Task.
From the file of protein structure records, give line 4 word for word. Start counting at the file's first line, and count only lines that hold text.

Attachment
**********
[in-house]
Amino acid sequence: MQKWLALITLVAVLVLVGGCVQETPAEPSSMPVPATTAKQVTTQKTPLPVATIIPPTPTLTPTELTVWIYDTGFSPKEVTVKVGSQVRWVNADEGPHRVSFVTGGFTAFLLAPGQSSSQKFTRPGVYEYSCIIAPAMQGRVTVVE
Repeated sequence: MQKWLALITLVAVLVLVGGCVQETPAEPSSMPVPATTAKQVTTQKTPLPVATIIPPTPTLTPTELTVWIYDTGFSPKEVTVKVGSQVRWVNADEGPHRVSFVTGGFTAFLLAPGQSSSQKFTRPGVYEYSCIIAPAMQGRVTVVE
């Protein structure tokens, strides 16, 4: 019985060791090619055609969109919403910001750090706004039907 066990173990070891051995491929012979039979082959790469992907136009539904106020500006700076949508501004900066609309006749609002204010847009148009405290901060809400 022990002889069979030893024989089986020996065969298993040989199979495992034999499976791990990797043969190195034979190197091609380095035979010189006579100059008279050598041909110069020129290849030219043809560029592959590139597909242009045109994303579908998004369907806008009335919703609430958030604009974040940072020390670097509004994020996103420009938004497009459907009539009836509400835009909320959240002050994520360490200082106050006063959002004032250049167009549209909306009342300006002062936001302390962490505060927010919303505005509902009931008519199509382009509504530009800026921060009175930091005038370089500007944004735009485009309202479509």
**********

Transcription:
């Protein structure tokens, strides 16, 4: 019985060791090619055609969109919403910001750090706004039907 066990173990070891051995491929012979039979082959790469992907136009539904106020500006700076949508501004900066609309006749609002204010847009148009405290901060809400 022990002889069979030893024989089986020996065969298993040989199979495992034999499976791990990797043969190195034979190197091609380095035979010189006579100059008279050598041909110069020129290849030219043809560029592959590139597909242009045109994303579908998004369907806008009335919703609430958030604009974040940072020390670097509004994020996103420009938004497009459907009539009836509400835009909320959240002050994520360490200082106050006063959002004032250049167009549209909306009342300006002062936001302390962490505060927010919303505005509902009931008519199509382009509504530009800026921060009175930091005038370089500007944004735009485009309202479509």